Some of our native bird populations are struggling to cope with rising temperatures, but human intervention is helping to ensure their survival.
The latest research on the hihi, or stitchbird, reveals the battles most threatened species are under globally, as they try to adapt to threats such as climate change and predation.
The hihi is classified as a nationally vulnerable species under DoC's 'Threat of Extinction' system.
A team of scientists led by University of Auckland's Dr Anna Santure talked to Kathryn Ryan about data collected on the hihi.
Listen to the full interview here.
The scientists have been working for the last five or six years with funding from the Marsden Fund to investigate the level of genetic diversity remaining in the species, Dr Santure told Kathryn Ryan.
"We've got a number of different populations across the North Island of New Zealand now, but the hihi itself was completely lost to the mainland of North Island to just a single offshore island territory of Hauturu/Little Barrier Island, post-European settlement," she says.
Hihi have experienced what she calls a " severe population bottleneck" which has caused a loss of genetic diversity.
That lack of diversity means giving re-introduced populations every chance to flourish is all the more important, she says.
Nevertheless, the island and translocated mainland populations are holding up well, she says.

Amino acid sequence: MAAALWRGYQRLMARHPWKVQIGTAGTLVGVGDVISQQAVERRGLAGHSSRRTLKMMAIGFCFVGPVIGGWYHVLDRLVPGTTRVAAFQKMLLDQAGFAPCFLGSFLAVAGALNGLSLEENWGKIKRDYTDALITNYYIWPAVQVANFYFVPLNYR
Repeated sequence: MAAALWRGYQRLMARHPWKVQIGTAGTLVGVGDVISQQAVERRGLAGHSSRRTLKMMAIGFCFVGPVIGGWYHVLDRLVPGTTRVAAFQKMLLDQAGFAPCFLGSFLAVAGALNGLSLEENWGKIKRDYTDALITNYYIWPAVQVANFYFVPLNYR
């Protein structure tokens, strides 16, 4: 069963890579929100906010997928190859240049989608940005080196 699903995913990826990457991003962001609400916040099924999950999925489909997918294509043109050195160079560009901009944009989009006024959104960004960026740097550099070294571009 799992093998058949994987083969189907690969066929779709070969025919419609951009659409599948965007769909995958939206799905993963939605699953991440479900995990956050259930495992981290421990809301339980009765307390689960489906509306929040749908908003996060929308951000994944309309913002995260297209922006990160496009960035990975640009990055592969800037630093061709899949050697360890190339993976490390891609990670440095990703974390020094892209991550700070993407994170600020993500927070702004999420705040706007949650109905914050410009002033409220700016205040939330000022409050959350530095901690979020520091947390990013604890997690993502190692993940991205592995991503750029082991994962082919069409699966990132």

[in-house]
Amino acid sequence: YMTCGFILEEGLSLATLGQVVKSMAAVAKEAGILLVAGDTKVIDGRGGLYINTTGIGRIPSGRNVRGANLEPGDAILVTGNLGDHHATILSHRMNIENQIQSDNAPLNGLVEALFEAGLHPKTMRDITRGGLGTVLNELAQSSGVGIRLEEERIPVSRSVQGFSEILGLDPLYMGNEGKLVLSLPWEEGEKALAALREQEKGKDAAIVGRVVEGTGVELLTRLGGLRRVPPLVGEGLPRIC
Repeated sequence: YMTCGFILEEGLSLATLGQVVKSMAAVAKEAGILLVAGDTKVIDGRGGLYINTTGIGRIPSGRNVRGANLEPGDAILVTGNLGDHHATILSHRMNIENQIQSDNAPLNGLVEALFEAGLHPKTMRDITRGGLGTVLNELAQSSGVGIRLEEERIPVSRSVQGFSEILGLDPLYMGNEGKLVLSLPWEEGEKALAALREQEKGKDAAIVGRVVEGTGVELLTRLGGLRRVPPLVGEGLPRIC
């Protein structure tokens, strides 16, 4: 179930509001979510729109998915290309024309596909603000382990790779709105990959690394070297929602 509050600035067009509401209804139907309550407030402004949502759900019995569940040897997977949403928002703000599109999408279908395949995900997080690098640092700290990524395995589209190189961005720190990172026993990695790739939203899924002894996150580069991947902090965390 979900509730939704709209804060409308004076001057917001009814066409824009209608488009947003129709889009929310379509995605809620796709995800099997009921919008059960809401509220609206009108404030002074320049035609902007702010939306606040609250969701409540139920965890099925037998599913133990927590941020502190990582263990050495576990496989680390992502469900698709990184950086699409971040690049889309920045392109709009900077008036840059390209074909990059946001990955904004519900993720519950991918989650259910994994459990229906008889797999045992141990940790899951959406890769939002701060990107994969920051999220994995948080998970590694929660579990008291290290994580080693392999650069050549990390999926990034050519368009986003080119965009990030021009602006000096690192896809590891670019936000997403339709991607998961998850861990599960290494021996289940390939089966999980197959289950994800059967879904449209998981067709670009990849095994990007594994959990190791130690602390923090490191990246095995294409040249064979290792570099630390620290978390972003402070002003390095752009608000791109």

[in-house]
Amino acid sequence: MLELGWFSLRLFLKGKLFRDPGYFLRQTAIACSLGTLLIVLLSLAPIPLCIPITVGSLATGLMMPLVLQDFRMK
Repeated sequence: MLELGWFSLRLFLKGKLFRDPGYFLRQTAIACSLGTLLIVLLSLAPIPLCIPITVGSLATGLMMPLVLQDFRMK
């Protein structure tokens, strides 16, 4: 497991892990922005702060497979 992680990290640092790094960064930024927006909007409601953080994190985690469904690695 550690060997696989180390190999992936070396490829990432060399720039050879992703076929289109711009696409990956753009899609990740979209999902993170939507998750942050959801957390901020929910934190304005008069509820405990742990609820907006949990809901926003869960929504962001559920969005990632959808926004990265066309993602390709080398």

"We think there are about 2,500 birds [on Hauturu] and it's based on kind of roaming around the island and listening for bird call.
"And we have a much better idea on the other translocated populations which are in general a bit smaller, somewhere between 50 and 150 birds in each of these six translocated populations."
A hihi recovery group is looking at what conditions give the species its best chance, she says.
"The nice thing about is that it's very evidence-based and we've used information from past translocations to try and understand what works for hihi.
"What's clear, I think, at the moment is that they can't tolerate very high levels of rat predation. And so, the places that they are now are complete exclusion zones for rats and stoats and weasels."
The Waitakere Ranges would be quite a nice place for them.
"But at that time the pest of management in that area was not sufficient and hihi didn't establish so as far as we know. At the moment we're doing a complete pest exclusion and that would be the criteria for new populations."